Offering a warm welcome to refugees in gloomy Finland, Aki Kaurismäki’s The Other Side of Hope is one of the director’s lightest and brightest.
Shadowlandsby Mark Wilshin
CAUTION: Here be spoilers
From its title, we might expect Aki Kaurismäki’s The Other Side of Hope to be a dark tale of despair. Yet its central premise of a Syrian refugee seeking asylum in Finland is a hopeful one, despite Khaled’s (Sherwan Haji) application being denied by the Finnish authorities and being stabbed by the right wing Finnish Liberation Army. It’s a wound however, that by the end of the movie appears only skin deep, accompanied by a cigarette, a dog’s love and a smile. The future it seems is brighter. And it’s a similar story for our other protagonist Wikström (Sakari Kuosmanen), who leaves his alcoholic wife with wordless efficiency and gives up his job as a travelling shirt salesman to own a restaurant, ‘The Golden Pint’. Returning to her at the end, and actually talking to each other, it seems all they needed was a little time apart – to rest, repair and grow lonely.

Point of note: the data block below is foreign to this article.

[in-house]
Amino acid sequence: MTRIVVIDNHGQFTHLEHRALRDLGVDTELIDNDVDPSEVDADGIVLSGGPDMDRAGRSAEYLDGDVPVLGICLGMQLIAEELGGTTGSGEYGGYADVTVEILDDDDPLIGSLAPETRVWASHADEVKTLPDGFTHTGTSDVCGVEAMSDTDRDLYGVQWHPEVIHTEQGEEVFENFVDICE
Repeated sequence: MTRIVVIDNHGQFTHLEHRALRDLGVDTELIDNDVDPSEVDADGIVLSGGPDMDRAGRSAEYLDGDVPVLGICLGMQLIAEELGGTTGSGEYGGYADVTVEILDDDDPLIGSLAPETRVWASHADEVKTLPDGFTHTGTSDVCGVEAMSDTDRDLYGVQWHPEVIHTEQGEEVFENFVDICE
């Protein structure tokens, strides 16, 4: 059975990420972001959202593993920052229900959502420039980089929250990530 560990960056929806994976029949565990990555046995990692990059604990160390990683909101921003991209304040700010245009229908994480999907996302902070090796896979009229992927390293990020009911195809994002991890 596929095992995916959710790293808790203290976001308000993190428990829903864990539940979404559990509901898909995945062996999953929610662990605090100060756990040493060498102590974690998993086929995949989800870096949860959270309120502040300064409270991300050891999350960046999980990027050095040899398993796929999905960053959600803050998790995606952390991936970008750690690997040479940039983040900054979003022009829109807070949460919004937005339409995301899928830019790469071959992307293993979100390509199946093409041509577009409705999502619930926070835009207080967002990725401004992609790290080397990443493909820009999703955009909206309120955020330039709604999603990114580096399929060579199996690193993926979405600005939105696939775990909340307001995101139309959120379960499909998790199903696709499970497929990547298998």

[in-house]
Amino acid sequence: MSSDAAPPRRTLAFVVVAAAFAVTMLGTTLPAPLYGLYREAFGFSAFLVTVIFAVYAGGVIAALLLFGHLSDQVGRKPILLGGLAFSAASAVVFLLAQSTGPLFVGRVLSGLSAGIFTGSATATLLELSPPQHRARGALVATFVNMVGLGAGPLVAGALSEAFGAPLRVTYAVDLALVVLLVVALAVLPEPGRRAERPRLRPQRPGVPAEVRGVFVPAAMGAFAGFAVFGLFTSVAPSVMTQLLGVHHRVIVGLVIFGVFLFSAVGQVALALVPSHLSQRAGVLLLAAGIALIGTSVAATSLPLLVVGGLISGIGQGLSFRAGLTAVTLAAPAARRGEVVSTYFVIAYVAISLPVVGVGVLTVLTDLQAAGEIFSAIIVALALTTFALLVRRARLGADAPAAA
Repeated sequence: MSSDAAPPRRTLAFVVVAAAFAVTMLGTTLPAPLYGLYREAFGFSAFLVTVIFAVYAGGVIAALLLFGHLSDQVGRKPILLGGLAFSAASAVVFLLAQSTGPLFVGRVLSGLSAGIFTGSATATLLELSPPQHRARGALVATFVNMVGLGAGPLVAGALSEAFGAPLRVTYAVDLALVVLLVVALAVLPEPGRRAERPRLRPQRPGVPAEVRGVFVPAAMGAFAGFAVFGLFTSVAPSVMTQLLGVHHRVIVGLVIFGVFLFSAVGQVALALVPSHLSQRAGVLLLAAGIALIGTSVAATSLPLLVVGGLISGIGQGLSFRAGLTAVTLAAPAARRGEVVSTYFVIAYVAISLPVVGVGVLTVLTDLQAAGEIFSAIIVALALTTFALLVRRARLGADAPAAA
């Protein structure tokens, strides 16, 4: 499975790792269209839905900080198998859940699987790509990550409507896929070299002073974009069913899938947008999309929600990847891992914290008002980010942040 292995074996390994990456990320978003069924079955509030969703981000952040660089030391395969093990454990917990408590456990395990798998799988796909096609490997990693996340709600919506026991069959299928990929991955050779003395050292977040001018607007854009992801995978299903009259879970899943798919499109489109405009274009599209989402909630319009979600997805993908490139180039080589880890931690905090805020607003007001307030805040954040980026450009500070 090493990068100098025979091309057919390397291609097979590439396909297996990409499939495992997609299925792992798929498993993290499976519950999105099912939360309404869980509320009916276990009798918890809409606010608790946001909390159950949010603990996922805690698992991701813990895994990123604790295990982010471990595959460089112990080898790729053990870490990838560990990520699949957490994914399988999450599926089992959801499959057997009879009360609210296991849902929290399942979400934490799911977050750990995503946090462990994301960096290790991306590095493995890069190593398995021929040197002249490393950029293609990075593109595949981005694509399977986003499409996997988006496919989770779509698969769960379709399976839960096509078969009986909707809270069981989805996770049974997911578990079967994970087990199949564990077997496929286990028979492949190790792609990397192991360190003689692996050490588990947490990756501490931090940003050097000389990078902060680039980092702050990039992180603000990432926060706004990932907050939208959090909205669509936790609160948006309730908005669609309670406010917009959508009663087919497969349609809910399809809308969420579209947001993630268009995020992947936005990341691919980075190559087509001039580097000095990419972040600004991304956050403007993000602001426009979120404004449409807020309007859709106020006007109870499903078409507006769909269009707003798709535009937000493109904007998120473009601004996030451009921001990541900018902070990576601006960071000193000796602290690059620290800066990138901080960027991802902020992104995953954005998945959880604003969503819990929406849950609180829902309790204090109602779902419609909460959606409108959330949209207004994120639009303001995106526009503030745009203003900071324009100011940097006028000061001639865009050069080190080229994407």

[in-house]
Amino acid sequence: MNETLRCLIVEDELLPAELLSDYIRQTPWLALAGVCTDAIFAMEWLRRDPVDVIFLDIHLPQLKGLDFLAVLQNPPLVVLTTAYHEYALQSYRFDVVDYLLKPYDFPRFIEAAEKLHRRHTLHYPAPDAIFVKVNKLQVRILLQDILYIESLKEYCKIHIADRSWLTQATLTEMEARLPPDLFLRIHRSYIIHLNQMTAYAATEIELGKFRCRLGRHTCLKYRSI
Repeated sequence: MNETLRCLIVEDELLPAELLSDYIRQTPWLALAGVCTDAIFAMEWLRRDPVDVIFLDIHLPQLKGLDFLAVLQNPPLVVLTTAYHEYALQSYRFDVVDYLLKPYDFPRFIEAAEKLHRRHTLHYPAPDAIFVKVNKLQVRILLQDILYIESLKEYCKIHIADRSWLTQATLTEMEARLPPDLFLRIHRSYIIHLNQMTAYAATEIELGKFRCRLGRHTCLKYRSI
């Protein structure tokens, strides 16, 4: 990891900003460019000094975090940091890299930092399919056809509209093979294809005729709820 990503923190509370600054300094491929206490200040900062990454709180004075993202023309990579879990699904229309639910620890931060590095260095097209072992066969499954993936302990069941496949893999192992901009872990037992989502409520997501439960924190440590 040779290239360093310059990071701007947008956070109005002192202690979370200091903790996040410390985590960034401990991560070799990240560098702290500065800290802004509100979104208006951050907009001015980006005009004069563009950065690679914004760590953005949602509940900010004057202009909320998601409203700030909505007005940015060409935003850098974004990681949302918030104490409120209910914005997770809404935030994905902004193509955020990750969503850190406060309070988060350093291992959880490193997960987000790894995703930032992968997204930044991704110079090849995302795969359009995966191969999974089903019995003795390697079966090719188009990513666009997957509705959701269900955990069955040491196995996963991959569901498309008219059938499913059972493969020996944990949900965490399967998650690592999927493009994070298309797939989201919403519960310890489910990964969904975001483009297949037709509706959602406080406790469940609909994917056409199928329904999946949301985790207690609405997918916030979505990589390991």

Brimming with cheerless images of mechanical cranes in the twilight or lonely paintings on expansive walls, On The Other Side of Hope is suitably melancholic and wholly Kaurismäki. But punctuated with Finnish country and western songs, its blues give way to a melodic optimism. And with its feisty and often hilarious script, Kaurismäki’s film brings an unusual lightness to his habitual Finnish gloom. Most likely, the answer lies in The Other Side of Hope‘s subject matter, offering a warm welcome to all those who make it to Kaurismäki’s usually sombre land.
The Other Side Of Hope is now showing at the 67th Berlin Film Festival